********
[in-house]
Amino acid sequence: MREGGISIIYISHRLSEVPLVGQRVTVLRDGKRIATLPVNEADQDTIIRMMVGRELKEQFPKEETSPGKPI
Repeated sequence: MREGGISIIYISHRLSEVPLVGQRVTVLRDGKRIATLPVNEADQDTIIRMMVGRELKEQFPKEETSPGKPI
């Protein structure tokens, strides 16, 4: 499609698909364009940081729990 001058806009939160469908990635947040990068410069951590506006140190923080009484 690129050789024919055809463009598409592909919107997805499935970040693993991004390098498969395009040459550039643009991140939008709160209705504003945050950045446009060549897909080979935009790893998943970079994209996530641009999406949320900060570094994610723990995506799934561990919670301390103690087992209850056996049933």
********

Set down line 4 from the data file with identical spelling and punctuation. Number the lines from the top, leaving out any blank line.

């Protein structure tokens, strides 16, 4: 499609698909364009940081729990 001058806009939160469908990635947040990068410069951590506006140190923080009484 690129050789024919055809463009598409592909919107997805499935970040693993991004390098498969395009040459550039643009991140939008709160209705504003945050950045446009060549897909080979935009790893998943970079994209996530641009999406949320900060570094994610723990995506799934561990919670301390103690087992209850056996049933």